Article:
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This article by Barbara Fox was prepared for the August 25, 2004
issue of U.S. 1 Newspaper. All rights reserved.
New Look at Windsor Park
Over the winter the Charles Kaempffer family added 30,000 square feet to Windsor Industrial Park, which now totals 337,000 square feet. Among the new and expanded tenants are two family businesses – Sophisticated Chocolates with 6,840 feet and Hollow Metal Doors with 3,420 feet. Other new tenants are Besam Automated Entrance Systems with 14,000 square feet, and two other companies with 3,420 feet – Billtrust and Samtee. The new building is full but elsewhere in the park are vacant units with 12,000, 10,000, and 18,000 square feet.
Chris Kaempffer did the leasing for Kaempffer Realty Group in Freehold, founded by his father in 1967. A 1992 graduate of the University of Arizona, he has been with the family firm since then. Michael McCloskey (the founder’s son-in-law) is the manager of the park.
The company developed nearly 600,000 square feet, including office buildings in Freehold and Twin Rivers at 569 Abbington. In Princeton Junction it is developing a 10,000 square foot office building, and it is seeking approvals to develop 170 acres in Monroe Township.
Billtrust tripled its space with a move from 51 Everett Drive to a new building in Windsor. Currently it has 25 employees. "We needed a mix of corporate industrial and we got some good rates," says Flint Lane, founder. "It’s a new building – nice space, designed just the way we need it."
Billtrust has grown to 25 employees. "We have a great solution that the market is being receptive to," says Lane. The firm has automated invoicing and statement systems for small and medium-sized businesses.
When its landlord sold the building at 2666 Route 130, Hollow Metal Doors moved to a similar-sized space, 3,400 square feet, Windsor Park, and it has a new phone and fax. The firm sells metal doors and frames, wood doors, and builders hardware, and its clients are lumberyards, laboratories, and dealers of hardware and doors and commercial building supplies.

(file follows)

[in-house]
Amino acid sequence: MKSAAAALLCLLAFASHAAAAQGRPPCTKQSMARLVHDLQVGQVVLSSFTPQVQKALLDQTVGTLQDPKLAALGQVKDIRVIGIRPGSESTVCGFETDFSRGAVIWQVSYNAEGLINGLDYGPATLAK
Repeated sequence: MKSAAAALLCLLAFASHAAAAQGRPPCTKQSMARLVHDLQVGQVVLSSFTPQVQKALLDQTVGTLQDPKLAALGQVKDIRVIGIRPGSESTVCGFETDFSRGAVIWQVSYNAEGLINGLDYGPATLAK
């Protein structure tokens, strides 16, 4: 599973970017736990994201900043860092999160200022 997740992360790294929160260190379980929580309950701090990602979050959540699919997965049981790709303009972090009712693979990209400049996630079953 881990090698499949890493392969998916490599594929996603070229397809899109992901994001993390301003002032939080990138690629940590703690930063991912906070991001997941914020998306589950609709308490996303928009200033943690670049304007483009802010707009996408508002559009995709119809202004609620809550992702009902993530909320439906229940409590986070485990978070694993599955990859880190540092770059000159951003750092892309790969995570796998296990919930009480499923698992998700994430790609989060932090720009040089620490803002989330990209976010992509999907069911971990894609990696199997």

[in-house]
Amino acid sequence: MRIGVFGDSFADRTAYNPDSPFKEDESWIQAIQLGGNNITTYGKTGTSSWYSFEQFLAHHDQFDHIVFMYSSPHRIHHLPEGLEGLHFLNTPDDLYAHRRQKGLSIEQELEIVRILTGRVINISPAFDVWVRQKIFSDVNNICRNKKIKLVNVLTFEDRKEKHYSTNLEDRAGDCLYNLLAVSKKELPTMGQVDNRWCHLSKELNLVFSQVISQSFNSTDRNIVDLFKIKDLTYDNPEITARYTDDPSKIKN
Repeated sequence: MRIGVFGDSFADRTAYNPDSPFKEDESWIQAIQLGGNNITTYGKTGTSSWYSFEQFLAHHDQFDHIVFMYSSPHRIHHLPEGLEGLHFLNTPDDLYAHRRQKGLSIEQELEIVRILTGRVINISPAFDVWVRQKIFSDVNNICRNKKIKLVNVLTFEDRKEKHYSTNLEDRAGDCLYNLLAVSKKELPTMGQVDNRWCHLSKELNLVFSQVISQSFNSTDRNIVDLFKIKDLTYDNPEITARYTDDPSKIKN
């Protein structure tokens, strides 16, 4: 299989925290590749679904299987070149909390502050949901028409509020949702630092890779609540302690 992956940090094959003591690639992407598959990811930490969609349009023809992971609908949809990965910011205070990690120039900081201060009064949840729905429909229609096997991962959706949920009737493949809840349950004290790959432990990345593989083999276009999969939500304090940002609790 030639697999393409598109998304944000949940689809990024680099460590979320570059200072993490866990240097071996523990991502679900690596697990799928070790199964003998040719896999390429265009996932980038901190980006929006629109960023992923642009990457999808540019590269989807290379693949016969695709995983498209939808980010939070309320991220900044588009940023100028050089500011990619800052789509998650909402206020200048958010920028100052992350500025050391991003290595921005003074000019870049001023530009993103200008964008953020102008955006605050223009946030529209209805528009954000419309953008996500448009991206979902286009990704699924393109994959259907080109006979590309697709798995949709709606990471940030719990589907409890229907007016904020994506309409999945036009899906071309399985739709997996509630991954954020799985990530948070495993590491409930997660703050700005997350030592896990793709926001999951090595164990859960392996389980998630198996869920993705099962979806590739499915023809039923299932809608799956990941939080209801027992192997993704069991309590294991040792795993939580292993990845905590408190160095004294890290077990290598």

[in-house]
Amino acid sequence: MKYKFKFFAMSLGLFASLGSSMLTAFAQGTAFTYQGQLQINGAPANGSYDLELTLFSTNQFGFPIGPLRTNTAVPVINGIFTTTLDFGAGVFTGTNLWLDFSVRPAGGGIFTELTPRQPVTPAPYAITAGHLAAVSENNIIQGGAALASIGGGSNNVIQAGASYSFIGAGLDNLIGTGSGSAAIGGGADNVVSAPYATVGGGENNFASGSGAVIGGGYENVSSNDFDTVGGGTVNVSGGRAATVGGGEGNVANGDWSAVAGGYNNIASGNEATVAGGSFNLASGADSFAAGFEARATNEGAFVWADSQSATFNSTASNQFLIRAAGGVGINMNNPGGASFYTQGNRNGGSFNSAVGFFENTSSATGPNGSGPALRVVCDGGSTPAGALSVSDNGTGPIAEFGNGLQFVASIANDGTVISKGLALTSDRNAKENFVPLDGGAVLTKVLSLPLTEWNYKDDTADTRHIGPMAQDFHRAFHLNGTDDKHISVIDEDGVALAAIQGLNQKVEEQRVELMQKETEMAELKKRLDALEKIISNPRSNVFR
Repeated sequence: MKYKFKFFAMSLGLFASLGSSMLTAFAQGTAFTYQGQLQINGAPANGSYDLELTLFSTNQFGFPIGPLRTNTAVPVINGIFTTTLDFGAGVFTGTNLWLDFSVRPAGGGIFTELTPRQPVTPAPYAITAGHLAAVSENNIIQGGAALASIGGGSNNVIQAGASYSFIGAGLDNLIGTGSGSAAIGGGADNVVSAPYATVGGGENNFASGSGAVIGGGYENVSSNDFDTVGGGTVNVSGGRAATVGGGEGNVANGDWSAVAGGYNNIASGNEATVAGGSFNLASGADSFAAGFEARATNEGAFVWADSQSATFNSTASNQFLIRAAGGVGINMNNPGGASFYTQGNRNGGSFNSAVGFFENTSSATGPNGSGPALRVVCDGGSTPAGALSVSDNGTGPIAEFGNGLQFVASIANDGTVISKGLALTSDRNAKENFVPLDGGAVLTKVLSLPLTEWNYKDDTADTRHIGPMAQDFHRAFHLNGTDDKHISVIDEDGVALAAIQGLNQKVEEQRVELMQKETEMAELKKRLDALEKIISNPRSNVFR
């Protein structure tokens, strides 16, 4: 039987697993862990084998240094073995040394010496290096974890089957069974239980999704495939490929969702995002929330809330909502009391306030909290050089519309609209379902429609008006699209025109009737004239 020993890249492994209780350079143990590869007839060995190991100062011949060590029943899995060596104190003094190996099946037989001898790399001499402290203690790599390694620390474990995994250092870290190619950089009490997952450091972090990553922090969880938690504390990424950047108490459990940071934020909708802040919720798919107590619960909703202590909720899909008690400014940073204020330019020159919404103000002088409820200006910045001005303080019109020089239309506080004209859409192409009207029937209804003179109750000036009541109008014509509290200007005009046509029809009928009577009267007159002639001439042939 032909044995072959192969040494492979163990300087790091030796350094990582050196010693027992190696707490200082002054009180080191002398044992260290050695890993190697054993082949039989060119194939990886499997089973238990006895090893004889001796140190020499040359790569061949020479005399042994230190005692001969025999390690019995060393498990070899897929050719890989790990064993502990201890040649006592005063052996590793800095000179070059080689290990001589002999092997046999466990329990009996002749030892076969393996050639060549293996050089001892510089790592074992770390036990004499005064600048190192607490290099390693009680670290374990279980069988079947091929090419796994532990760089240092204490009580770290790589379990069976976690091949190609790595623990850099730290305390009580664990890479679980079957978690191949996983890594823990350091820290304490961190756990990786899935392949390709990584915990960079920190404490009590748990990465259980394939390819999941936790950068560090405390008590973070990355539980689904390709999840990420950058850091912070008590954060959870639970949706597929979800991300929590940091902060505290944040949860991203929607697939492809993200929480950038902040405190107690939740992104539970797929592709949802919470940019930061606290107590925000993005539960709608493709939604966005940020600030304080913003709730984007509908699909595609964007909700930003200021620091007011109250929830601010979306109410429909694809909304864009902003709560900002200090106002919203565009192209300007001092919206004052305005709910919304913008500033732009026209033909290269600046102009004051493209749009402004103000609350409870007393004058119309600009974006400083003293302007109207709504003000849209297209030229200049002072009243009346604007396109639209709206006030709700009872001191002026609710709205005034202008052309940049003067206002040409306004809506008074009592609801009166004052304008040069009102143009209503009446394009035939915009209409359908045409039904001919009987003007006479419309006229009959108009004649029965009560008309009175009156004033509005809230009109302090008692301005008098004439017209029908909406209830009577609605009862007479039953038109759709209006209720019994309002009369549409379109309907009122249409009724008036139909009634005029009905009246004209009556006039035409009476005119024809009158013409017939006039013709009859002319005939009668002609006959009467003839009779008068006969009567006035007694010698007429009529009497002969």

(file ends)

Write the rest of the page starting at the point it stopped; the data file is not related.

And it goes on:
The three person firm is family owned and run. Elroy Stombaugh, 62, grew up in Johnstown, Pennsylvania, and moved to Maryland. He began installing doors and frames, went into production, and founded his own firm 12 years ago after working for a similar company that went bankrupt. His wife does the computer work, and one of their three children, Mark, runs the shop.
In his inventory are some 300 doors. "Home Depot has two sizes of doors, and we have every size, from two feet on up," says Stombaugh. His doors at home? At the front, a Stanley steel insulated door, and at the back, "swing-out" Anderson French doors that they found in a lumberyard.
A family-owned private label candy maker – who sells at both wholesale and retail – moved from 2,500 feet at Windsor Industrial Park to 6,820 feet in the same park. "We added more stores to our wholesale client list, and we are developing a chain of David Bradley Chocolatiers," says Marcy Hicks, who owns the firm with her husband, Robert. The stores are in Edison, Cherry Hill, Voorhees, Manalapan, and Springfield. "Hopefully in a year and half my husband and I will bail out and go to Florida."
They will leave behind their daughter, Christine, who will manage the manufacturing arm, and younger sons David and Bradley, after whom the retail stores are named. David, 33, has a finance degree and worked at Charles Schwab before joining the family business. Bradley is the computer person.
The difference in chocolates here? "First of all," says Hicks. "freshness. A lot of companies manufacture their candy, freeze it, defrost it, and then sell it. Each one of the stores manufactures their own chocolate fruit, made to order within the hour. And over the years we blended milk and dark chocolate and came up with a taste that is pleasing to just about everyone who walks through the door.
The company moved on Friday, August 20. From 10 people now, it will grow to 25 people for the busy seasons – Christmas, Valentine’s Day, and Easter. Walk-in customers may buy chocolates at the Windsor site.
Earlier this month Besam moved from 84 Twin Rivers Drive to an address in Windsor. Phone and fax are the same. It offers sales and service for automatic swing, slide, folding and revolving doors manufactured in North Carolina.
Sanjay Thapar imports leather goods – accessories, such as wallets and bags – and jackets made in India and China. He moved his two-person firm from New York City in April and occupied temporary space until the new building was finished. Expansion would have been expensive in Manhattan, and the Thapar family – with two school aged daughters – are residents of West Windsor.
A 1983 graduate of ASD College in New Delhi, Thapar came to this country in 1986. His customers are discount retailers and wholesalers all over the world – including South America, Mexico, and Puerto Rico. In fact, he is looking to hire a manager who is fluent in Spanish.
But like the shoemaker’s child who has no shoes, Thapar admits to using the same wallet for the past five years.
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